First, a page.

Consultants such as DNV, Lloyds Register and the Boston Consulting Group try to predict the future of marine fuels. In these scenarios today’s fuel range (HFO, MDO/MGO), the bio-alternatives (bio-diesel, straight vegetable oil), LNG, biogas, methanol, and hydrogen are considered and assessed. Moreover, a wide range of energy efficiency technologies and abatement solutions (including sulphur scrubbers and Selective Catalytic Reduction for NOx emissions abatement) are part of their modelling, as the these technologies’ recognition and increasing use influences the uptake of different fuels.
Some scenarios also take into account emission controlled areas (or ECAs), energy efficiency requirements (EEDI) and carbon policies. And, finally, also the price and availability of fuels play an important role.
Most consultants, however, conclude that by 2030 HFO will still be the dominant fuel accounting for a share between 47% and 66% depending on the success of the so-called scrubbers. Important to underline is that shipping lines involved in a global business will always verify bunkering opportunities on their routes and HFO and LSHFO is available about everywhere. LNG, which was said to become the marine fuel of the future just a few years ago, will have a stake of about 11%, according to the Boston Consulting Group. High investment costs in supply vessels and terminals, their more sophisticated design, and higher crew qualifications holds back the competitiveness and success of LNG. It is quite likely to sketch a similar scenario for other alternative fuels such as methanol, hydrogen or vegetable oil.
Impact of alternative fuels uptake on the port reception facilities (PRF) business
Port reception facilities collect all type of ship generated waste and cargo residues from seagoing vessels. A “classic” ship burns high sulphur Heavy Fuel Oil (HFO) on high sea and switches to low sulphur fuels when reaching emission controlled areas and ports where emission restrictions apply. HFO is a residue in the refining process and, as such, contains material not able to pass filters and pipes and is derived to a sludge tank. Studies based on practical experience of shipping lines estimate the sludge to represent about 1.5% of the fuel. As a result, a container vessel burning about 100 tons a day generates about 1.5 tons of sludge a day.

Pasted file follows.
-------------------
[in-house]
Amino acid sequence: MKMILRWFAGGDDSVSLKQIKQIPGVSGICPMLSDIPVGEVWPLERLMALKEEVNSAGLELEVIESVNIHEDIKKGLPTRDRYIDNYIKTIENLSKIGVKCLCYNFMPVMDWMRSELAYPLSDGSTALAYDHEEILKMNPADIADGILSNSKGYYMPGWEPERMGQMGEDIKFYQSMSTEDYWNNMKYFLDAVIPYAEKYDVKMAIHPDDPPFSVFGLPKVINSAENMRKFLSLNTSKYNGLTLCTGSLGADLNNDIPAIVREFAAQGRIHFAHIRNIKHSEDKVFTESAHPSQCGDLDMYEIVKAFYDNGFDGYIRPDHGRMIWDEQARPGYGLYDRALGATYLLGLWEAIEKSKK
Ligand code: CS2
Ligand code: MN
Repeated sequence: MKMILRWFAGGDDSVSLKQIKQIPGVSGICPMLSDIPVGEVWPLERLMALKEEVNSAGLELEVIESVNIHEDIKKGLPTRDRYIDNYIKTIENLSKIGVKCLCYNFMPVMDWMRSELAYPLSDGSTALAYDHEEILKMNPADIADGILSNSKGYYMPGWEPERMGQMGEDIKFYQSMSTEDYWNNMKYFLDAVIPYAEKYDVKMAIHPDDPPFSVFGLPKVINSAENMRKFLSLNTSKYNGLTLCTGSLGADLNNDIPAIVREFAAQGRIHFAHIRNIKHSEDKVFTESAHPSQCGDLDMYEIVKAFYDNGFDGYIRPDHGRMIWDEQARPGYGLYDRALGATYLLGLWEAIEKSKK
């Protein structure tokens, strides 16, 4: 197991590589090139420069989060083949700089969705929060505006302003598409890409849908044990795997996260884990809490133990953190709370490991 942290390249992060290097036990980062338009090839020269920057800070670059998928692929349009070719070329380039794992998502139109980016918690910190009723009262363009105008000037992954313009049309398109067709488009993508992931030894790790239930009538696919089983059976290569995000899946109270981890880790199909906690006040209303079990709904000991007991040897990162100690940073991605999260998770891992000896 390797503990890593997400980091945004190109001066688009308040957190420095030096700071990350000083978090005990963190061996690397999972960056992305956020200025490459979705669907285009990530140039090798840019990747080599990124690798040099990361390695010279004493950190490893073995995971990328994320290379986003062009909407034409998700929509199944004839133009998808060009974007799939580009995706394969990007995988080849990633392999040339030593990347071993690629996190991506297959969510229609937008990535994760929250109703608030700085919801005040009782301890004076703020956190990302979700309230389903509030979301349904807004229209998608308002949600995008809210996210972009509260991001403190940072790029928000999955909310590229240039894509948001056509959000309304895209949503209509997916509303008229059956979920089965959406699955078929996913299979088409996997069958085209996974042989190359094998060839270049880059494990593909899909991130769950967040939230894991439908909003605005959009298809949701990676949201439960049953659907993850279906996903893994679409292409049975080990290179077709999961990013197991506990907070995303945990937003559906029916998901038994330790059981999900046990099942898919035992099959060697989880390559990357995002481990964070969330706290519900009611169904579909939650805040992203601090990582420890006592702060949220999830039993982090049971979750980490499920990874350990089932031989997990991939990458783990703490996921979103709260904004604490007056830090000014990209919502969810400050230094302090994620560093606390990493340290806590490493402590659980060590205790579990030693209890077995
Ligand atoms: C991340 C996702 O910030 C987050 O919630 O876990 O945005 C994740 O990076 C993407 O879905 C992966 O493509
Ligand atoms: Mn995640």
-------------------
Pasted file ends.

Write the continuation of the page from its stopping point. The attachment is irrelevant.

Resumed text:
Marine diesel oil or marine gas oil being more expensive, more refined and more qualitative products reduce the sludge production to only about 0.5%. LNG, methanol and biogas do not generate any sludge at all.
As a result, we distinguish two trends that will impact the business:
- a growing demand for marine fuels as growing cargo volumes are transported;
- a decreasing generation of sludge as the fuel mix changes and the demand for more energy efficiency increases.
The figure above shows the LNG uptake will take more time as huge investments are required:
The next figure shows DNV’s update of LNG powered ships “in operation” or “on order”:
Most of these ships are used in the emission controlled areas (Baltic Sea-North Sea) as they can easily refuel small LNG volumes. LNG and LPG carriers can use the boil off gas of their cargoes, so they don’t need to be bunkered on their route.
Conclusion: reduction of oily waste disposal by 2030
This means that PRFs in Baltic and North Sea ports will face a reduction of sludge volumes because of the ECA situation and the potential switch to LNG. Another factor influencing the sludge production is the slower than expected uptake of scrubbers due to the economic situation of shipping in the past years. Shipowners have postponed the retrofitting of their ships due to the economic crises and over-capacity. The discussion about open loop, closed loop or hybrid exhaust gas cleaning systems may also have delayed some decisions.
After 2020 the impact of the reduction of the global sulphur cap will also influence sludge disposal in ports on the main routes in the Far East, Europe and North America. Even though some scenarios predict a growing nominal HFO consumption, the overall conclusion tends towards a serious reduction of oily waste disposal by 2030 due to the strong growth of alternative fuels.